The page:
10 Degrees: Is a juiced ball causing MLB's large home run spike?

·MLB columnist

At the risk of sounding like someone who believes in chemtrails and listens to Infowars religiously, I have a confession to make: More and more I’m convinced that juiced balls are causing a home run spike throughout baseball.

Nolan Arenado and Trevor Story are 1-2 in the NL home run race. (AP Photo)
Nolan Arenado and Trevor Story are 1-2 in the NL home run race. (AP Photo)

I am far from the only one. It’s hitters and pitchers and coaches and executives and even rational, cogent analysts who cannot find a reasonable explanation for the spike in home runs dating back to last August. The HR/FB rate – the percentage of fly balls that end up over the fence – spiked over the season’s final two months, and it has continued this April.

With 11.8 percent of fly balls leaving the yard in the season’s first month, it marked the highest April rate since the league started tracking the data in 2002. The number mirrored those of August (12.2 percent) and September (12.3 percent), which Hardball Times analyst Jon Roegele noticed after not even a month. Roegele studied it and came to an impasse.

“I couldn't find anything to describe that amount of HR/offensive change, as far as weather, strike zone, where pitchers were pitching, etc.,” he wrote in an email this week. “I suspected that they changed something with the balls after the All-Star break last year as nothing else in the data could explain it.”

When the email landed, I thought I heard black helicopters whirling above. On the eve of the season, Ben Lindbergh and Rob Arthur at Five Thirty-Eight investigated the HR/FB spike and all the causes that leap to the mind’s forefront. They even sent balls from 2014 and 2015 to a lab for testing to see any differences. None showed. They might as well have been the same.

As much as that should have quelled my interest, the study only emboldened it. One month is one thing. Two months is another. Three is a trend, a pattern, something worth exploring, and with April home runs at their highest rate in more than a decade – 2.77 percent of plate appearances ended with a homer – it warranted a deeper dive.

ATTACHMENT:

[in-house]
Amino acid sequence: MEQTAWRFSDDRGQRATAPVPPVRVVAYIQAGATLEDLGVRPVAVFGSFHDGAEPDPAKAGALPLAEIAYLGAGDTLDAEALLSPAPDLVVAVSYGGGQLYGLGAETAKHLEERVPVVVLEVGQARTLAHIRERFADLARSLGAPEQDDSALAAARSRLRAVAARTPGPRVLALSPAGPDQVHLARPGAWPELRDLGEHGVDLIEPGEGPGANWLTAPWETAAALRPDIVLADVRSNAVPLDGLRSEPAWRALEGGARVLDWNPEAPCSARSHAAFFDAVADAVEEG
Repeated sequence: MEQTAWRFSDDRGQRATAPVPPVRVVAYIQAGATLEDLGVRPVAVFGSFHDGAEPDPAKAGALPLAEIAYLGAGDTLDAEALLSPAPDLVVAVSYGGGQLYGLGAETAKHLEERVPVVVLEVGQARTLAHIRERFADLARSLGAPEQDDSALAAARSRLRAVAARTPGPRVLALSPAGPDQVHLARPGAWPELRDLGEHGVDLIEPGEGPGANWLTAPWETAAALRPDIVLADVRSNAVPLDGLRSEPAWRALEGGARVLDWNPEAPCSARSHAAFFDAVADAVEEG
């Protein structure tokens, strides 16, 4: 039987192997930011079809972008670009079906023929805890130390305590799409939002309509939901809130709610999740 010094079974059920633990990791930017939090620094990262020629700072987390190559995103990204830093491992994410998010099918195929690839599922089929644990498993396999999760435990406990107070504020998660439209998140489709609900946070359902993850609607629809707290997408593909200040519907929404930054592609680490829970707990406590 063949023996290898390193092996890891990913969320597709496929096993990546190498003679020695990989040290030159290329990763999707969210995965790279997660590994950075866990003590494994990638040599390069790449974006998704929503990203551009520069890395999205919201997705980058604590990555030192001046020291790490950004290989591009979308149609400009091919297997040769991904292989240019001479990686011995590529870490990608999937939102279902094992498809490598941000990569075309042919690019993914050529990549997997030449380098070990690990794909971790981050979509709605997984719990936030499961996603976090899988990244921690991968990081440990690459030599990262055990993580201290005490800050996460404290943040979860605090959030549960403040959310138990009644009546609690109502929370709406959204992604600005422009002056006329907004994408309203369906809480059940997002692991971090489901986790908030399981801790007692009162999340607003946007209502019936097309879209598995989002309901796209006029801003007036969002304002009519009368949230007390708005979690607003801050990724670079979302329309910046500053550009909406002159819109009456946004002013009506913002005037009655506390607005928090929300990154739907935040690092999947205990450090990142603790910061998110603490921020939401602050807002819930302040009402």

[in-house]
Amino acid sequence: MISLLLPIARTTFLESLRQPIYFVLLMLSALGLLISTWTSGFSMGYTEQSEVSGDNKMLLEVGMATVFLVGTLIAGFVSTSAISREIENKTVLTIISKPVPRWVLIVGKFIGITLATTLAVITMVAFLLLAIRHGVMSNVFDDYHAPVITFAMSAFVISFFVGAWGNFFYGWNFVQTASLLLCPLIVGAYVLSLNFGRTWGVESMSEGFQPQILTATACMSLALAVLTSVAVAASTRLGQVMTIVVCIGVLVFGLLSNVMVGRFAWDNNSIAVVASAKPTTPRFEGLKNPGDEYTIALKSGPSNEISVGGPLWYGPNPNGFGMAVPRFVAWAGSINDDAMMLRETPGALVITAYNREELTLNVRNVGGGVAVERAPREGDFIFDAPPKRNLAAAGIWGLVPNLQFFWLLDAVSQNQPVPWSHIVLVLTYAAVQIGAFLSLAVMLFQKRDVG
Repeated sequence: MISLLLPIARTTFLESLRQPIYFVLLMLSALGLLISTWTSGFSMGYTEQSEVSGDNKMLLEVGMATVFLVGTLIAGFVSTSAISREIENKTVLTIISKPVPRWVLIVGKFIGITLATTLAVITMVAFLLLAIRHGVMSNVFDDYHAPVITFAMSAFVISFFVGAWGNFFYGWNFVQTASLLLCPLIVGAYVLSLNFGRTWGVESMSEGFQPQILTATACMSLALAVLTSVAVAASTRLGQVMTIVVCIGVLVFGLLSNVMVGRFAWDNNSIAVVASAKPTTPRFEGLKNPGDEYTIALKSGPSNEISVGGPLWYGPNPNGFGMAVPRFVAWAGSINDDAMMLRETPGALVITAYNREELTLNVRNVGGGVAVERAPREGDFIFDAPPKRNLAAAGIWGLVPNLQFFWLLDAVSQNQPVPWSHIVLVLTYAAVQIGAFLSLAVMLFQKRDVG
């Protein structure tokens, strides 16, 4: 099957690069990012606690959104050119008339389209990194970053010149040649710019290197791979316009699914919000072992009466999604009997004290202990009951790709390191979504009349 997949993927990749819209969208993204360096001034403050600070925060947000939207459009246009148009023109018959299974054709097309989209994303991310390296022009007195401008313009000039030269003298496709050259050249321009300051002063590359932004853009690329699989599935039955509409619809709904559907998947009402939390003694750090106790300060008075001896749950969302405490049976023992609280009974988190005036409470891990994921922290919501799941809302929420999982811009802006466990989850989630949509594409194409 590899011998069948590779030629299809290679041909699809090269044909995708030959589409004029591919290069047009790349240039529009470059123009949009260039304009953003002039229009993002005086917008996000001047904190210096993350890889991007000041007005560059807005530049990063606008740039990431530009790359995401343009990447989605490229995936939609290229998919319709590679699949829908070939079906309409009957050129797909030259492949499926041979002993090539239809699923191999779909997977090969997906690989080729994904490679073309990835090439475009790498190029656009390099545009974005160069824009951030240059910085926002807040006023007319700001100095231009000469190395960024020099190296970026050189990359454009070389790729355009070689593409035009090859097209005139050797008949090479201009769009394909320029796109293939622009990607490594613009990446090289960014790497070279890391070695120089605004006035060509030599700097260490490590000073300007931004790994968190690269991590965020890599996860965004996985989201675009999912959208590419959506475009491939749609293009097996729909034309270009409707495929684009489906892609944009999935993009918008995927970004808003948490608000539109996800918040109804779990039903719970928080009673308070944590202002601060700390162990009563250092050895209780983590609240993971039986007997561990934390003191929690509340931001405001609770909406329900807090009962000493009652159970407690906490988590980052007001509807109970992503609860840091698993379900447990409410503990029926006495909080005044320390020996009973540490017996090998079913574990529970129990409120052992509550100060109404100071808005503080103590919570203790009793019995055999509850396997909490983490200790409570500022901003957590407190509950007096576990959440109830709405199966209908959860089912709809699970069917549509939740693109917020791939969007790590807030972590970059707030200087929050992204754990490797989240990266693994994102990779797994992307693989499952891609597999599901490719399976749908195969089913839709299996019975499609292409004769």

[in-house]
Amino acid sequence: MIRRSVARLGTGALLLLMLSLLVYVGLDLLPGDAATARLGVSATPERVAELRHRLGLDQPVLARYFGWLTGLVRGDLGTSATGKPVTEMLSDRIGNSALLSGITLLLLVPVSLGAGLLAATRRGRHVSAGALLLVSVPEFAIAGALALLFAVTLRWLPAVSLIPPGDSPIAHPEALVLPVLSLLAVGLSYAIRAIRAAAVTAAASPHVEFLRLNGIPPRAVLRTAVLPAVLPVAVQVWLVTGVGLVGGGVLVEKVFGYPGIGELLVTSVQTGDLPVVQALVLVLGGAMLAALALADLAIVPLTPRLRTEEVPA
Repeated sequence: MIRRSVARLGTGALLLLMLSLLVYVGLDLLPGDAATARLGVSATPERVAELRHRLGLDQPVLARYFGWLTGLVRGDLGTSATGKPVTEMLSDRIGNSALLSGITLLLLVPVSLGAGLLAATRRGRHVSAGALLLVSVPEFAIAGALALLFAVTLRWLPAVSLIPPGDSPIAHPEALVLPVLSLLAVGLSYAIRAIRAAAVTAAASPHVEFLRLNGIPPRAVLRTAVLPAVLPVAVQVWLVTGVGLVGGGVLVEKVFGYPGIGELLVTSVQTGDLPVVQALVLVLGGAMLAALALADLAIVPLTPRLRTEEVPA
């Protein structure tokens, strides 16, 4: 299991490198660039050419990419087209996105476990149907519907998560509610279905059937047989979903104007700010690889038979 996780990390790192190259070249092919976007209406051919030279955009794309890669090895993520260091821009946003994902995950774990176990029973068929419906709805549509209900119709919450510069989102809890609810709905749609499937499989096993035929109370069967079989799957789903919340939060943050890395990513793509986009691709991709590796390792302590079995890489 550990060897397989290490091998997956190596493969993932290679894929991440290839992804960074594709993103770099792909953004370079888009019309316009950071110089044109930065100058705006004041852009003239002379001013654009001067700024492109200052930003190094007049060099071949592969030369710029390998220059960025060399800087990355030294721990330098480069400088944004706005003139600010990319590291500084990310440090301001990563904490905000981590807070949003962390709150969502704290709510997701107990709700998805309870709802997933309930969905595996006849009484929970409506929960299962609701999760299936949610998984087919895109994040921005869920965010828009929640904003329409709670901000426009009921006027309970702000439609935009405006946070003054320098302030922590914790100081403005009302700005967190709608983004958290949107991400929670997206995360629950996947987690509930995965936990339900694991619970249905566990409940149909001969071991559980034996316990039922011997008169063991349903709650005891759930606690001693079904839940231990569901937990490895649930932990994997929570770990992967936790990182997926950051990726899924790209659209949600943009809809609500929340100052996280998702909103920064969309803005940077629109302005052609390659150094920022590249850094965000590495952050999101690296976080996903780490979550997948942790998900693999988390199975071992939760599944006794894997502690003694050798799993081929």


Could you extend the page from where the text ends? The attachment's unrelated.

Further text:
So I touched base with Dr. Alan Nathan, a professor emeritus at the University of Illinois and the foremost expert on baseball physics. In trying to understand what happened last fall, Nathan had studied the new exit-velocity data from the league’s Statcast system. While the ball’s speed off the bat had increased ever so slightly in the last two months, Nathan wrote, “a 1 mph change in mean exit speed can account for essentially all of the 13% change in home runs.”

In other words, all it would take to inject offense into baseball is a tiny difference in how the ball leaves the bat. And that difference has continued into this season. Nathan looked at balls with between a 15- and 45-degree launch angle – the optimal trajectory for home run balls. He found nearly 150 more balls were hit this April between 104 and 112 mph compared to last year.

“The conclusion seems to be similar to the early season/late season comparison from 2015,” Nathan said in an email. “Namely, a small increase in exit speeds leads to a big increase in HR production.”

The question, now, is why balls are coming off the bat so much harder now.

“I won't speculate why there might be a small increase in exit speeds,” Nathan said.

Oh, come on, doc.

“It could happen for any number of reasons,” he said.

Like a juiced ball!

“It would appear that the increase in home runs is attributable to exit speeds,” Nathan said, “not atmospheric conditions.”

OK, so weather is out. Now, it’s possible players suddenly, collectively got stronger. Positive tests for performance-enhancing drugs, for example, have jumped this season – there were none last August or September, for whatever that's worth – though as Dee Gordon’s shows, the idea that PEDs exist to aid and abet only home run hitters is false. We can’t discount PEDs entirely, but no evidence exists that drug users – some of whom could use the substances for endurance rather than strength – hit the ball any harder than clean players. Nathan did argue in a paper that PED use would increase muscle mass, and muscle mass would make it likelier a ball go over the fence.